Michael Barone

The apparent victory of Felipe Calderon, the candidate of incumbent President Vicente Fox's PAN party in Mexico, is the latest in a series of defeats for the hard left in Latin American elections. It also means there will continue to be a trio of center-right North American governments.

Leftist Evo Morales, with help from Venezuela's Hugo Chavez, did win in Bolivia, but Chavez's candidate lost in Peru, center-right incumbent Alvaro Uribe won re-election by a huge margin in Colombia and Andres Manuel Lopez Obrador, former Mexico City mayor and candidate of the leftist PRD party, lost after leading in the polls for most of the past two years.

The cry has been going up that the "Washington consensus" favoring free trade and free markets is dead in the region. But that consensus is not threatened by responsible center-left presidents like Lula da Silva of Brazil and Michelle Bachelet of Chile. And the defeat of Lopez Obrador, who called for renegotiation of the North American Free Trade Agreement, shows it's still alive in Mexico.

That doesn't mean Calderon can solve all of Mexico's problems. His PAN will be the largest party in the Congreso, but without a majority in either house. For one thing, oil production will most likely continue to lag if PRI, the ruling party from 1929 to 2000, keeps joining PRD in resisting any change in the monopoly status of government-owned Pemex. Government corruption and urban crime will probably persist. But Mexico's economy, in tandem with ours thanks to NAFTA, is now growing robustly, inflation is low, and there has been no peso devaluation since 1994. And in the Congreso, legislators may be developing the knack of compromise and negotiation that was never necessary when they were just rubber stamps for PRI presidents.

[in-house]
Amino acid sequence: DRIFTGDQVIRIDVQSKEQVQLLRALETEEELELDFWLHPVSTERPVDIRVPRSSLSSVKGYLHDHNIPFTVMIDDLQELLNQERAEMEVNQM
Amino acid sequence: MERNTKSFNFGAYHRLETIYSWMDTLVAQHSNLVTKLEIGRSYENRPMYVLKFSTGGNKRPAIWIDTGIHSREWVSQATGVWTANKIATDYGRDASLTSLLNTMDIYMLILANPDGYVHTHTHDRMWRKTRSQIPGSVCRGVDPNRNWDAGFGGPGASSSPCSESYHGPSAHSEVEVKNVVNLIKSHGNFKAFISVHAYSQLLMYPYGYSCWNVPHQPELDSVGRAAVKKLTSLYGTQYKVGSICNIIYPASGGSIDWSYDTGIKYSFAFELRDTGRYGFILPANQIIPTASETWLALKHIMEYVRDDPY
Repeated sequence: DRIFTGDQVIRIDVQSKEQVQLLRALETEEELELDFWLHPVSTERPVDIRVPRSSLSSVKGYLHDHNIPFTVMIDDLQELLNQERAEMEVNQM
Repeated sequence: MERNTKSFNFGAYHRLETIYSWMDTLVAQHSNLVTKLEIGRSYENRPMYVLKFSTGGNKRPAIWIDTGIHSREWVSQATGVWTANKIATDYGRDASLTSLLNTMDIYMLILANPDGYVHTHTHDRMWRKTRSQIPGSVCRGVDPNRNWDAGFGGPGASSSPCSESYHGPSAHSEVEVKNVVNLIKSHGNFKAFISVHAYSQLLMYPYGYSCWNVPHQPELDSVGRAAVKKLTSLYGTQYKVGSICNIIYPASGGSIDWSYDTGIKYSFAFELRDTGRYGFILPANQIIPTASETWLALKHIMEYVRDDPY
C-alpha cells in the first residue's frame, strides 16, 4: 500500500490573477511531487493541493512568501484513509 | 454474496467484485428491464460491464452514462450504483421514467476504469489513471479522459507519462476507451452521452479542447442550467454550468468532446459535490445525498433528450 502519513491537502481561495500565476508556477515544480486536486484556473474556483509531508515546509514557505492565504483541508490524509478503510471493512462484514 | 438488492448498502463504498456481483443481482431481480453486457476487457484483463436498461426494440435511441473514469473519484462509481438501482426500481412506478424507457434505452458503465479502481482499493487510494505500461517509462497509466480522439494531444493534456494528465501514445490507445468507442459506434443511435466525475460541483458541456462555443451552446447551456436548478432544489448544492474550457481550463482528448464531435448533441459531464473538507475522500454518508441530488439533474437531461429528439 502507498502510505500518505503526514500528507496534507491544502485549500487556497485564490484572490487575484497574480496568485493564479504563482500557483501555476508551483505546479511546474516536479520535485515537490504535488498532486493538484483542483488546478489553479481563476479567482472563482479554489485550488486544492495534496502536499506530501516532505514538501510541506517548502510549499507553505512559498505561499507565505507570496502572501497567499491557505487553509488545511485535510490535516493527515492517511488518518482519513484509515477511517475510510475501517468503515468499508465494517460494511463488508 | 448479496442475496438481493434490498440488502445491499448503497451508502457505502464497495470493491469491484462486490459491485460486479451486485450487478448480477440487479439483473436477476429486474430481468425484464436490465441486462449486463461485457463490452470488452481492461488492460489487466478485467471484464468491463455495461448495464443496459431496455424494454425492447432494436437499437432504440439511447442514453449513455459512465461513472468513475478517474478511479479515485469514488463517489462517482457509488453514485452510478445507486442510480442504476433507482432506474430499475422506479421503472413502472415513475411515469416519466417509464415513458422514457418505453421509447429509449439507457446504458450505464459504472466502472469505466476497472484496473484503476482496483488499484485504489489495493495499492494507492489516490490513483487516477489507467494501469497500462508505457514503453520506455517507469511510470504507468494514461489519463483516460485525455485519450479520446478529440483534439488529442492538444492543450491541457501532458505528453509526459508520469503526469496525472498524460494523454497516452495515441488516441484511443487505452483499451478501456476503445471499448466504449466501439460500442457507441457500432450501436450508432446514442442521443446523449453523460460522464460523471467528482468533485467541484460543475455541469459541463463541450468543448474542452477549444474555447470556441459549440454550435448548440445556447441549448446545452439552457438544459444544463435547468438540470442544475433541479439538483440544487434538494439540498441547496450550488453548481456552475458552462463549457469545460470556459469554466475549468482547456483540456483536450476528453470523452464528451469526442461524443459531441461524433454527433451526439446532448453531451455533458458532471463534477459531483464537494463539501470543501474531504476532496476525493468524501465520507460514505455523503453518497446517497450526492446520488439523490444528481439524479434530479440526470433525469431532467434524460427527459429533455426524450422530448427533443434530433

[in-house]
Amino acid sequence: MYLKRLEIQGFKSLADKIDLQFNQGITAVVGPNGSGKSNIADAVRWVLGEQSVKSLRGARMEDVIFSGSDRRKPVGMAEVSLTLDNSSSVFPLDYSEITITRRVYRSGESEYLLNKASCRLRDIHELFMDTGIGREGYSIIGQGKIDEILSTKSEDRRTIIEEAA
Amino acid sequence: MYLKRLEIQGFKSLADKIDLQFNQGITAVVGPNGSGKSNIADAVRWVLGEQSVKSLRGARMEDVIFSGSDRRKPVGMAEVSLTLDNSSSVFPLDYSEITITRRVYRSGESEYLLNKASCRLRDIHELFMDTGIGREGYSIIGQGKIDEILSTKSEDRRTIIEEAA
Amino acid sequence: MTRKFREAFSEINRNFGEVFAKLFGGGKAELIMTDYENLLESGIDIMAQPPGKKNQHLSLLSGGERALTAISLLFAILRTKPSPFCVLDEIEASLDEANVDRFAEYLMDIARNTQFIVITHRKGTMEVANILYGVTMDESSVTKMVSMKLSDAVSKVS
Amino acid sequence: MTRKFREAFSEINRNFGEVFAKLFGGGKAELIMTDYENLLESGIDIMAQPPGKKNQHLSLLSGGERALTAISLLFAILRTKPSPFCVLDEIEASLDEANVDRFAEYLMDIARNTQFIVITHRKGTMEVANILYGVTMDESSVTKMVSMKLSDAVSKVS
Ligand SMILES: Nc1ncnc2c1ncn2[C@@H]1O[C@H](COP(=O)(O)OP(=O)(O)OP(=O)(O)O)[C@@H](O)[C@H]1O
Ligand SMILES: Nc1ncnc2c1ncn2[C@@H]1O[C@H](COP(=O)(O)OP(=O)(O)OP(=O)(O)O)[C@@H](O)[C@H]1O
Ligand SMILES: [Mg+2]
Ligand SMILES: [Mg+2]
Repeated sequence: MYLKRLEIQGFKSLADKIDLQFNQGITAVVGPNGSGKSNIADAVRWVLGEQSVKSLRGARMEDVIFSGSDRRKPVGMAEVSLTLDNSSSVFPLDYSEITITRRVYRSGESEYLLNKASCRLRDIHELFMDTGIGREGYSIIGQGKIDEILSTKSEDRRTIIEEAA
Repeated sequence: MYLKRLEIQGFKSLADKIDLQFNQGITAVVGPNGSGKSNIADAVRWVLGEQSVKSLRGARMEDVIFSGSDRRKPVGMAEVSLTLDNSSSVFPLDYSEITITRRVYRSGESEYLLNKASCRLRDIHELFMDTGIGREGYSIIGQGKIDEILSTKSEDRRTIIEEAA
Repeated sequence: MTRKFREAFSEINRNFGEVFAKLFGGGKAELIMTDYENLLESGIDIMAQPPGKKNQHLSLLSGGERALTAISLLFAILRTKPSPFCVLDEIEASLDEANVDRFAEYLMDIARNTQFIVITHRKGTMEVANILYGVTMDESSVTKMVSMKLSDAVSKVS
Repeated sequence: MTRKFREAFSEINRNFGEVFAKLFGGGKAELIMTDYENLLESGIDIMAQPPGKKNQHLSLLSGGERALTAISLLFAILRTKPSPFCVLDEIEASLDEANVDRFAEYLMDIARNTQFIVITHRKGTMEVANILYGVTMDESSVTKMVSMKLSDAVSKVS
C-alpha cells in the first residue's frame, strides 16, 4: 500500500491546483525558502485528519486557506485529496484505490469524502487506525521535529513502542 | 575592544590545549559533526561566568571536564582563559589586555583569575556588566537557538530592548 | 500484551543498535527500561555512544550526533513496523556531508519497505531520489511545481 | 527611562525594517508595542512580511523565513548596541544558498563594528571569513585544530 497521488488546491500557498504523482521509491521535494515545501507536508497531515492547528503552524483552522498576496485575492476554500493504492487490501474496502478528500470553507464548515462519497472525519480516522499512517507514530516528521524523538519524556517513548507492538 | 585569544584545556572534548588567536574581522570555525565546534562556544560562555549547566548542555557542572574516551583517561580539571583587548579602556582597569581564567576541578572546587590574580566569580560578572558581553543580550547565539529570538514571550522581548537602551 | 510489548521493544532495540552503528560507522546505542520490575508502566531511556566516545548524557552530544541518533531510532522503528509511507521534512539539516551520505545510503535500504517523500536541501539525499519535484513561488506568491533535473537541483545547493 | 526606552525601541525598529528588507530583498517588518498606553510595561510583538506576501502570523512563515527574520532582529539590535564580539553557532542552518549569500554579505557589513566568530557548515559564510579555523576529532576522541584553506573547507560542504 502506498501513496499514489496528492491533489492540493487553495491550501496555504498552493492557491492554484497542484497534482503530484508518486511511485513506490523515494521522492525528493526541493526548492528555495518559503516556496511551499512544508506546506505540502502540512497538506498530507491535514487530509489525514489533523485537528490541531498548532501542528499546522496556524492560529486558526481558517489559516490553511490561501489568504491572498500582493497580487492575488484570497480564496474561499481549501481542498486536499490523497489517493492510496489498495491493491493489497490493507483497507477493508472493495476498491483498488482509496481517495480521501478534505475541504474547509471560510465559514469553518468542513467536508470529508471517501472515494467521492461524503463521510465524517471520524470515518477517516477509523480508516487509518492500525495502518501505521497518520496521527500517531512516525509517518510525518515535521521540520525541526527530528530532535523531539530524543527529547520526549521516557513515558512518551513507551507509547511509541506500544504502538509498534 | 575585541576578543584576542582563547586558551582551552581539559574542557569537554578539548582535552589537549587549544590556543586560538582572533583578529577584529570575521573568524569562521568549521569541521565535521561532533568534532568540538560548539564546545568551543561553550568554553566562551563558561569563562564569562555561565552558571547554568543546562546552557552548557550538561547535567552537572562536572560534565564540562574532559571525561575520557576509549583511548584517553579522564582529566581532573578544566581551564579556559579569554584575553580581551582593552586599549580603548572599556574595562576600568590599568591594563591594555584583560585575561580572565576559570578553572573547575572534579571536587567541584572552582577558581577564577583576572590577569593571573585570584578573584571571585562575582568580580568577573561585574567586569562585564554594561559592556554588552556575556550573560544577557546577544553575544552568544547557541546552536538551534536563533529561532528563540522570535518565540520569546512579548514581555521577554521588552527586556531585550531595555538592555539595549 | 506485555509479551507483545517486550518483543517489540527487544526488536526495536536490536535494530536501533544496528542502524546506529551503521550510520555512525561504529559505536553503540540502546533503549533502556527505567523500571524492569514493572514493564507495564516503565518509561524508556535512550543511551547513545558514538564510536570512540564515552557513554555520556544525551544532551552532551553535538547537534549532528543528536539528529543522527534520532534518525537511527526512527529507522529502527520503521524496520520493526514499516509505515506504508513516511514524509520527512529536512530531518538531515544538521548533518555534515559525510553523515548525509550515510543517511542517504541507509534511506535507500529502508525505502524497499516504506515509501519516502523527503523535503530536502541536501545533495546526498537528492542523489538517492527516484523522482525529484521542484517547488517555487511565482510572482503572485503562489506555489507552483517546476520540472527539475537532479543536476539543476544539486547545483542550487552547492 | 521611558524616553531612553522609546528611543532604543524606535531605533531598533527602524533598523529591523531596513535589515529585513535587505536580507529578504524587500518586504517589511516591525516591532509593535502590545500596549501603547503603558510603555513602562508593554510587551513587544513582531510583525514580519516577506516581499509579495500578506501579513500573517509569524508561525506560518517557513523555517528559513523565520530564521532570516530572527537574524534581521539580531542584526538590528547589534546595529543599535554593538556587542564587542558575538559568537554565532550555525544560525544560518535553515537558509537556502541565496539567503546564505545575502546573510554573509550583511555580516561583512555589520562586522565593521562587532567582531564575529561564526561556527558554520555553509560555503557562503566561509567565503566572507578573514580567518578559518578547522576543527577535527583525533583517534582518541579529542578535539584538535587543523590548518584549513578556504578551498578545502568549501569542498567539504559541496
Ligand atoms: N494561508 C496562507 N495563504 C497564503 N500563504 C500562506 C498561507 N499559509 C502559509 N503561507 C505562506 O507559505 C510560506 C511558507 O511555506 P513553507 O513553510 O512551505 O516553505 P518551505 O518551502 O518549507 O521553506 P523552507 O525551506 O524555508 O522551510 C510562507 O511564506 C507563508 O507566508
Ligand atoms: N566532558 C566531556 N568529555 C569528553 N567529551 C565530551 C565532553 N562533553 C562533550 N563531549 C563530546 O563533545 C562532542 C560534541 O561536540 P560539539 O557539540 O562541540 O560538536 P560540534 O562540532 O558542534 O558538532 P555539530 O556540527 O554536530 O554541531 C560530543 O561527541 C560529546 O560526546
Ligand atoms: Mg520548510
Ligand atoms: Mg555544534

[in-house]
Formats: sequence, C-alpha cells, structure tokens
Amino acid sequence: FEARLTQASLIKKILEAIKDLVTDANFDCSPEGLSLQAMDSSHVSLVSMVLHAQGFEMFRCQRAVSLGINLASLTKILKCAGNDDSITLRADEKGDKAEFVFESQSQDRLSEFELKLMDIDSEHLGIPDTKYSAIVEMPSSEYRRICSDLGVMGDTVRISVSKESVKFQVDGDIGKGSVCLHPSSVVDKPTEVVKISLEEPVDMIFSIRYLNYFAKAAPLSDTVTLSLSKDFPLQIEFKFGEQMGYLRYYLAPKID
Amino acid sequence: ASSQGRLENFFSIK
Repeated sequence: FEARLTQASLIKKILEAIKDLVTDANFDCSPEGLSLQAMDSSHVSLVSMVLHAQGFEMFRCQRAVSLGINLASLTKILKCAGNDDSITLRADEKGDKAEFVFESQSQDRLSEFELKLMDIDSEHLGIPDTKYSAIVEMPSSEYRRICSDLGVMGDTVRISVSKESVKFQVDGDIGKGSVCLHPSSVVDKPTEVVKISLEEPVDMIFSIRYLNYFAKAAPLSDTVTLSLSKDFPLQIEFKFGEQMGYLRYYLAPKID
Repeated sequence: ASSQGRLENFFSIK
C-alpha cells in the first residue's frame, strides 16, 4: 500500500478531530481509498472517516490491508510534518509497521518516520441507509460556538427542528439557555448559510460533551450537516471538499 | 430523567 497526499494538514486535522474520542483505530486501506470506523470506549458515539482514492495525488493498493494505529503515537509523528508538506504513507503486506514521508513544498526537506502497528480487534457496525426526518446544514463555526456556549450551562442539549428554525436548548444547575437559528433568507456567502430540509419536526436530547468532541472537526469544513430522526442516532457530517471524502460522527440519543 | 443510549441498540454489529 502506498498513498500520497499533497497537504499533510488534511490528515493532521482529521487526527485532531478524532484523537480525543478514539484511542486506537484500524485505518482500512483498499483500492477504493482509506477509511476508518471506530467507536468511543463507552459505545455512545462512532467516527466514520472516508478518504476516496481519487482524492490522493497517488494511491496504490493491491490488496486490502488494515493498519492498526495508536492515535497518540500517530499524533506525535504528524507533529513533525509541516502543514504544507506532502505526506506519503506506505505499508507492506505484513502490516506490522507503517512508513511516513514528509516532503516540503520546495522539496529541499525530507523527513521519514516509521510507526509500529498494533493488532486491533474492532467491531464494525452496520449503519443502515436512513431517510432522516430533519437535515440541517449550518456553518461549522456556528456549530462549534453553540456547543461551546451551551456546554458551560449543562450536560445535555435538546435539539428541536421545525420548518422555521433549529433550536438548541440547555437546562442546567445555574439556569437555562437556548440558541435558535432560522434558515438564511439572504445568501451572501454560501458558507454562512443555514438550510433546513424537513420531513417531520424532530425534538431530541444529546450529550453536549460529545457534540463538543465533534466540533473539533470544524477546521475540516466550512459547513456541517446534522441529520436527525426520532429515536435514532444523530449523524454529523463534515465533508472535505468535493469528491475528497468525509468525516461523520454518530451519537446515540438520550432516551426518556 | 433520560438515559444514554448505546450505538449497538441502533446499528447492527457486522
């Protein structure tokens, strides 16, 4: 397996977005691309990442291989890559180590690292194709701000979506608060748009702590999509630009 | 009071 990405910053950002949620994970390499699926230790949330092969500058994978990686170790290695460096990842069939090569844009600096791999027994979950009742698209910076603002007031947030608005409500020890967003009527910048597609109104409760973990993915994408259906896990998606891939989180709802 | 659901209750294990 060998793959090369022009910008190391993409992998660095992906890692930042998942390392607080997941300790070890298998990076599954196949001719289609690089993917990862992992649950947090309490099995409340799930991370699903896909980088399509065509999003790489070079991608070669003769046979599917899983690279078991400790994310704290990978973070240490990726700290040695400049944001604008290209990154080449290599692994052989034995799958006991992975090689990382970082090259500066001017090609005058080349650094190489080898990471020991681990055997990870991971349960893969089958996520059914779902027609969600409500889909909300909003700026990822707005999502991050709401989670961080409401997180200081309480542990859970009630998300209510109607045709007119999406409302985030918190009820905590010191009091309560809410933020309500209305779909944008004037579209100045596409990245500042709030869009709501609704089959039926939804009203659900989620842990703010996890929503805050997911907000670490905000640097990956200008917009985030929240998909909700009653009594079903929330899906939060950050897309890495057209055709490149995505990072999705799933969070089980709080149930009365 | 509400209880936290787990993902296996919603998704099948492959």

There is also a fascinating symmetry in the recent election results in the three NAFTA nations: Mexico, Canada and the United States. All chose center-right governments by narrow margins, installed by minorities of the voters. Calderon's 35.9 percent of the vote in a three-party system is eerily similar to the 36.3 percent won by Stephen Harper's Conservative Party in Canada's four-party system. We all know about Bush's two elections.

All three leaders have been opposed vociferously, indeed often considered illegitimate, by the metropolitan elites of New York, Toronto and Mexico City. All three beat parties that claimed only they had national reach -- the Democrats here, the Liberals in Canada and PRI in Mexico -- but that were tarred with scandal when they were voted out of office.

Michael Barone

Michael Barone, senior political analyst for The Washington Examiner (www.washingtonexaminer.com), is a resident fellow at the American Enterprise Institute, a Fox News Channel contributor and a co-author of The Almanac of American Politics. To find out more about Michael Barone, and read features by other Creators Syndicate writers and cartoonists, visit the Creators Syndicate Web page at www.creators.com. COPYRIGHT 2011 THE WASHINGTON EXAMINER. DISTRIBUTED BY CREATORS.COM